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Comments (4)

Hmmmm, a gun in every

Hmmmm, a gun in every classroom.

Every administrator, teacher, custodian, and aide, armed. Every one of those of sound mind and outlook. Everyone on alert all day. Each person aware of their weapon and it's security status at all times. Ready to whip it out at an instants threat.

No chance of a student or any adult seizing the moment (and a weapon), when perhaps otherwise they previously have had little or no access to a weapon?

Cornish wants schools to be an 1960's Isreali Kibbutz ?

Representative Cornish,
we will never control guns in America because there are already too many of them to find even for those that advocate confiscation. But the statistics simply are not on your side - unless of course you only read NRA Times. Guns in a place do not increase safety because most people cannot and do not react properly.

The cure for the proplem as I see it is to 1) stop the desentization of violence and killing as people learn in video games and TV crime shows - which I too like, 2) deal properly and fully with mental illness, 3) tightly control (yup the word control) who has guns and who can buy ammunition, 4) require training for each firearms buyer as to safe storage, handling, etc with [self] certification that they have bought or own safe storage accident prevention materials, 5) get rid of the no background check purchase gatherings, 6) get rid of military type clips for the public etc, 7) limit types of ammunition to that which a person ordinarily would use - not armor piercing, expanding (dum dum) bullets, and other killer ammunition. In otherwords allow the sale and possession of what one needs to hunt, sport and self protection. Not what one needs to privately fight a war. That constitutional right is reserved for the government - not individuals bearing arms.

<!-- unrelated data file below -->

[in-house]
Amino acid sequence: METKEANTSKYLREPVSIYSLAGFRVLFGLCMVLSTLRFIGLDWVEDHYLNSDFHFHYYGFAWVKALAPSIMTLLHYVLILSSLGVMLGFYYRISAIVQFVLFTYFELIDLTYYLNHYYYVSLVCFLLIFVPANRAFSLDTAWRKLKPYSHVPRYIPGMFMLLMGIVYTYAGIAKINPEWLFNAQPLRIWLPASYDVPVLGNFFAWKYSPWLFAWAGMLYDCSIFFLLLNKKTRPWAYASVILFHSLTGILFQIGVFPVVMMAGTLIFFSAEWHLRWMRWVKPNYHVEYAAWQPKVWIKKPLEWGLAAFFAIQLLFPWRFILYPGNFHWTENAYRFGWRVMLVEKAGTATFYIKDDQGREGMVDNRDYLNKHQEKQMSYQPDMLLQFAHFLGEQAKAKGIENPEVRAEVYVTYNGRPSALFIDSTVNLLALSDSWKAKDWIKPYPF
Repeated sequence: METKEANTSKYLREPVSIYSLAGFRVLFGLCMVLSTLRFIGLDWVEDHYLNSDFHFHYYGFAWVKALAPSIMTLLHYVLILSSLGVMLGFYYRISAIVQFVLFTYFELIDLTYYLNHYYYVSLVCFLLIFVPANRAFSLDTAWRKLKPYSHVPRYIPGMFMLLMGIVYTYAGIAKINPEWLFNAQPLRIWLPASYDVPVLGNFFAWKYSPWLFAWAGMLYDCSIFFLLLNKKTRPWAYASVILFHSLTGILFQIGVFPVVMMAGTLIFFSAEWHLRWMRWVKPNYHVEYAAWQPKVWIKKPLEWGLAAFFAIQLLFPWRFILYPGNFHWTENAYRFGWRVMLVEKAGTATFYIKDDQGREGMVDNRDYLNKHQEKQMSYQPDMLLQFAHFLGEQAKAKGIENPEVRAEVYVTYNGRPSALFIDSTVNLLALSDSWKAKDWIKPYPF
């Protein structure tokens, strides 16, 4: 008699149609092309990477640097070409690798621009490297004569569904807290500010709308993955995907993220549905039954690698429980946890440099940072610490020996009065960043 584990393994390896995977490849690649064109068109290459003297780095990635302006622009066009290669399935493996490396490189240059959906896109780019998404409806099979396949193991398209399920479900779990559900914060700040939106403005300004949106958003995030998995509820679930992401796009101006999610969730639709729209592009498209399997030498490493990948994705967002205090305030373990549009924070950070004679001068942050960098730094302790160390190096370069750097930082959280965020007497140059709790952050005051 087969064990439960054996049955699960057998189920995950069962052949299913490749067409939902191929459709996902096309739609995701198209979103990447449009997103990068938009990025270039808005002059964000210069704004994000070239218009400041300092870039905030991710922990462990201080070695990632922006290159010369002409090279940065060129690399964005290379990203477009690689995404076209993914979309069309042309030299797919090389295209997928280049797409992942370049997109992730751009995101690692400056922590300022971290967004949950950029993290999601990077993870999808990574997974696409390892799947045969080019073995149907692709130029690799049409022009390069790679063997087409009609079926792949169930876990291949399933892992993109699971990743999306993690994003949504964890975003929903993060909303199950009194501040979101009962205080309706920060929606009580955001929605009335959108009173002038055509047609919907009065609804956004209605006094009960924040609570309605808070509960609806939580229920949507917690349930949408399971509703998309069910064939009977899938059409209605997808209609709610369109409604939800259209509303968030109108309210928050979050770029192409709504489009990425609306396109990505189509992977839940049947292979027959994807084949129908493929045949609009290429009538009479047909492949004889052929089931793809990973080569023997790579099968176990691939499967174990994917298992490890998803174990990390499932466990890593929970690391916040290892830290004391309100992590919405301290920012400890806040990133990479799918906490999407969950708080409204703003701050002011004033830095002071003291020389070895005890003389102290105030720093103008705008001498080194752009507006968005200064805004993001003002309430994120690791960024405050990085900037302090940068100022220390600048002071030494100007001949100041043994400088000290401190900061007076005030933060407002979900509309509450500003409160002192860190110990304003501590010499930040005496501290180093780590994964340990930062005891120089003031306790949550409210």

Edina?

Well I'm glad they're talking about this in Edina because lord knows no one else is talking about it? The absurdity of Cornish's proposal is obvious. Here's a reaction I came across on Face BooK:

So, believe it or not, some gun-loving fanatic insists that if Teachers were allowed to carry guns, then shootings like these could be avoided. Sounds like a brilliant plan, but of course I have a few questions:

1) Will teachers need to purchase their own weapons, or will they be provided by the School District? Because, right now, many teachers are forced to buy their own school supplies due to lack of funding.

2) Will the teachers be trained in the proper use of such firearms? Because getting ANY kind of extra training for teachers has so far been quashed.

3) Will these weapons be restricted for ONLY self-defense? Or can a few warning shots be fired to quiet a noisy classroom?

4) If, god-forbid, another gunfight DOES break out in the school what would be the repercussions if the teacher -- in trying to defend her classroom -- accidentally shot one of her own students? Would the Teacher's Union pay damages? Would the teacher be placed on administrative leave?

5) Would a substitute teacher need to acquire their own gun? Or could they just use the one left behind by the absent teacher?

At least now we have some topics for an ACTUAL debate. Discuss.

Update

is there any update what the Edina schools have done to make the schools safer? I have seen virtually no physical changes to buildings to make them safer. Edina needs to make investments in aging infrastructure to make buildings safer.